Reverse detail from Kakelbont MS 1, a fifteenth-century French Psalter. This image is in the public domain. Daniel Paul O'Donnell

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A brave attempt to address extremism: Alberta, 2023. The Kingdom, the Power, and the Glory: American Evangelicals in an Age of Extremism

Posted: Feb 14, 2024 11:02;
Last Modified: Feb 14, 2024 11:02


Alberta, Tim. 2023. The Kingdom, the Power, and the Glory: American Evangelicals in an Age of Extremism. First edition. New York: Harper, an imprint of HarperCollins Publishers.

This is a brave book.

Tim Alberta is a journalist and Evangelical Christian who writes about American politics in the Age of Trump (most recently for The Atlantic). The Kingdom, the Power, and the Glory is an attempt to understand, and find a way out from, the increasing politicisation of the American Evangelical church. As such, it has a lot to say to everybody who is concerned with the polarisation of today’s public discourse, whether you are inside the church or fundamentally opposed to the tenets of its Social Conservatism. This is a book about understanding how polarisation happens and how it can be addressed. While it is focussed on the problems specifically within the Evangelical Church, it provides a model for understanding and addressing the way misinformation and cult-like behaviour can take over any organisation.

The prompt for the book, Alberta tells us, was the death and funeral of the author’s father, Richard J. Alberta, a New York Financier-turned-Presbyterian preacher. When his son Tim, who remains a committed member of the church, attended the service, he was attacked repeatedly by long-standing members — his father’s friends and people who had watched Tim growing up — for his “betrayal”: as a reporter for Politico in the run-up to and aftermath of the 2016 U.S. election he had written articles critical of Trump and the Republican party. “What the hell is wrong with these people,” Alberta’s equally-evangelical wife asked when they returned to their hotel, shocked at the inability of the congregants to separate the human and religious imperatives of a community funeral from cable-news political combat.

The rest of the book is Alberta’s attempt to find an answer to his wife’s question. Divided into three parts, the book examines how conservative Christians in the U.S. came, in his view, to be seduced by the idea of political power in a country they understand as a “new Israel.” In the late sixties, Alberta reports, political operatives began to see the potential organising power of Evangelical churches, recognising in them potential pools of engaged voters, donors, and volunteers and seeing in their pastors the religious equivalent of ward bosses. As organisations such as the “Moral Majority” and later “Focus on the Family,” created by super-star preachers and religious leaders , began to amass more influence, their leaders — perhaps particularly Jerry Falwell and his sons — became convinced that the true fight for true believers was in the here and now, rather than the afterlife: building on the prosperity gospel (which argues that worldly success is evidence of God’s favour) and using issues such as abortion, LGBTQ+ and women’s rights, these men worked with Republican party operatives such as Ralph Reed to build a network in which church-goers’ faith was measured primarily through their identification with the Republican party.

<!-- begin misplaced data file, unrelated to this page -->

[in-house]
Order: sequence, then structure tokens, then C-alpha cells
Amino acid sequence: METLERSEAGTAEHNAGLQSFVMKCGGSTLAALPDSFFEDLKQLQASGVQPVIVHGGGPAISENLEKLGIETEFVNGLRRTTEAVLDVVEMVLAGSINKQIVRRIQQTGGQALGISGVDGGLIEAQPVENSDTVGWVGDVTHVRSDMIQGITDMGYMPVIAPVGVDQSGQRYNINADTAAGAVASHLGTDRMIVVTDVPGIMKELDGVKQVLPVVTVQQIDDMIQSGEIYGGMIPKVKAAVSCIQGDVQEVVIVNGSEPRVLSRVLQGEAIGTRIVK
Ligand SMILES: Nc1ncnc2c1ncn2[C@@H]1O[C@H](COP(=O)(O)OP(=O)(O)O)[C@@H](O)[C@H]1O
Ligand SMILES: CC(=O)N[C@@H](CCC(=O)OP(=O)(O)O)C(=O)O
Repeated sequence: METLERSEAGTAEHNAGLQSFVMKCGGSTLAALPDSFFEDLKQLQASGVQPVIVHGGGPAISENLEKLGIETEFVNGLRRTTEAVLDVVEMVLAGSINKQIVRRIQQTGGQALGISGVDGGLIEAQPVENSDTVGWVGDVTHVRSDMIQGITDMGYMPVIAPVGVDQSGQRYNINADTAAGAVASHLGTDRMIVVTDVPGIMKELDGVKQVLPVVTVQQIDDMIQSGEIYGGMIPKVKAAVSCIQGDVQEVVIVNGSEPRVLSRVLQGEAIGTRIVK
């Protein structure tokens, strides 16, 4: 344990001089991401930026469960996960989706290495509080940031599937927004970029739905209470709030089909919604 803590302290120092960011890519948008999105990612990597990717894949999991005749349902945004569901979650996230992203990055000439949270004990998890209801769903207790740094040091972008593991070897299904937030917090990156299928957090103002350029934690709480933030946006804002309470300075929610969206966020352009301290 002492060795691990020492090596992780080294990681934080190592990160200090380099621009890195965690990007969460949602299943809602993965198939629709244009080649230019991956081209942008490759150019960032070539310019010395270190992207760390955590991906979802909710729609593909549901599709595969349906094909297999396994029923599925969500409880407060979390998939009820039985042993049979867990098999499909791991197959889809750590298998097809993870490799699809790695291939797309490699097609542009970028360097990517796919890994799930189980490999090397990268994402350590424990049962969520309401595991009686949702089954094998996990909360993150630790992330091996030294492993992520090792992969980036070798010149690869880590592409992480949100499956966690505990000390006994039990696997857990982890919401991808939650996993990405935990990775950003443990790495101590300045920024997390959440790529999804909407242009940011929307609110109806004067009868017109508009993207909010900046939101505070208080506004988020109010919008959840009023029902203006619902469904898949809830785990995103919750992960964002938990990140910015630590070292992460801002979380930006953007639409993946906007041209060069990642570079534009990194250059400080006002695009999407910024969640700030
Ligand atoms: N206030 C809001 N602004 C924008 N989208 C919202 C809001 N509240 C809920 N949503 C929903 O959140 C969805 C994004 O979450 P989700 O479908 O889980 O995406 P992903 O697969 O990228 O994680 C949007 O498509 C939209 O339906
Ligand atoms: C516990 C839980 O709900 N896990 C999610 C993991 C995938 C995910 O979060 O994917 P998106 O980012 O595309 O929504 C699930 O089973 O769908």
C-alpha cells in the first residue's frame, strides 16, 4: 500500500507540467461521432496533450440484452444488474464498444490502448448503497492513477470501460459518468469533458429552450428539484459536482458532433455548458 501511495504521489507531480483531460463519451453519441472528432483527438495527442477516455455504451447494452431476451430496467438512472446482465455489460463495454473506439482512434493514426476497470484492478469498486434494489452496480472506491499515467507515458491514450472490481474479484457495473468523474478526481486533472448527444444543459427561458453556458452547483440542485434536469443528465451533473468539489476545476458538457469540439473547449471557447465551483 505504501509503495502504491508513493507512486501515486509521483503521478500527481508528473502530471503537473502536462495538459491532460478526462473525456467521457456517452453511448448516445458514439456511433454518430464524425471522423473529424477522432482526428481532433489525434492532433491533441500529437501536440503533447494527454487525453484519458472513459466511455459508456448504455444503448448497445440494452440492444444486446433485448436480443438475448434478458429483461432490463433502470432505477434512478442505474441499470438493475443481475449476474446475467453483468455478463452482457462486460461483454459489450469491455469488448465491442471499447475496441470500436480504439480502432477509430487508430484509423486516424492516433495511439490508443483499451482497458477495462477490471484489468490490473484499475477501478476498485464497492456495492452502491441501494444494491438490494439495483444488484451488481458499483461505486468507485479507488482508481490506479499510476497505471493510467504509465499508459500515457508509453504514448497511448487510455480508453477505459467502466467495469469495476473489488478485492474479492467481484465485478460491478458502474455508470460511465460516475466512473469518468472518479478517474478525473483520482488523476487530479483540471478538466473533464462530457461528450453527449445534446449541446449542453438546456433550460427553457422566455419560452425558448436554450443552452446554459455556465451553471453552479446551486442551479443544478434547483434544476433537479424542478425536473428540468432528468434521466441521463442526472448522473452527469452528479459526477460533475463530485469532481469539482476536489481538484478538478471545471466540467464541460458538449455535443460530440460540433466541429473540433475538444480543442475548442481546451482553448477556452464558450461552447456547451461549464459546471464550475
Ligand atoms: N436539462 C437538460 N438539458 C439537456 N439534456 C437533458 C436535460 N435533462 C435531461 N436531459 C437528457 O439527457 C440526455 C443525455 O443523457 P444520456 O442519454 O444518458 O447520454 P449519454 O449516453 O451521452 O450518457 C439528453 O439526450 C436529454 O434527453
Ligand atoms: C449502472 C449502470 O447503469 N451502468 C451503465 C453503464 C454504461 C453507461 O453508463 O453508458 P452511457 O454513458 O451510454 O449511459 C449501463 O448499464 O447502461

As with so many things, this process came to a head with the political arrival of Donald Trump. While evangelical leaders were initially suspicious of the notoriously sinful television personality — they had, after all, mobilised their members outrage at Bill Clinton’s moral failings — their misgiving began to melt away as it became more and more clear that Trump was going to win the 2016 nomination battle. If the worldly mission of Evangelical Christianity is to support the work of the Republican party, the thinking went, then the fact that Trump won the Republican primaries must mean that his candidacy was part of God’s plan: a new David to serve as the Church’s champion despite — or indeed, perhaps through — his worldly failings.

From this point, Alberta argues, it was a small step from assuming that Trump was part of God’s plan, to assuming that Trump simply was God’s plan: that disagreement with Trump or his political allies was the same as disagreement with God, and that any actions that could conceivably undermine Trump and his works had to be confronted as a direct threat to the orthodoxy of His church. Including at the funerals of popular pastors whose sons happened to work in the Main Stream Media.

Alberta’s lesson for the rest of us to be aware of how easy it is, especially in these days of algorithmically driven conflict and dissension, to lose sight of the larger purpose of our civic participation. Throughout his book, Alberta keeps returning to what he understands to be the purpose of the Church: to glorify Christ and prepare its members for a kingdom that, as Jesus said during his trial, is not of this world. Alberta is by no means opposed to the conservatism (social or political) of his co-religionists (in this book, calling somebody a “Social Conservative” is an indication of praise, not condemnation). But he is opposed to what he sees as the repurposing of his church for the relatively trivial (and indeed counter-productive, since it alienates the people you should be trying to convert) purposes of simply “owning the libs.”

“For what shall it profit a man, if he shall gain the whole world and lose his soul?” (Mark 8:36). This is ultimately the question Alberta asks about his Church. His answer is a model for all who wonder if their politics does not sometimes sacrifice the nobility of long-term aspirations to the fleeting pleasure of short-term means.





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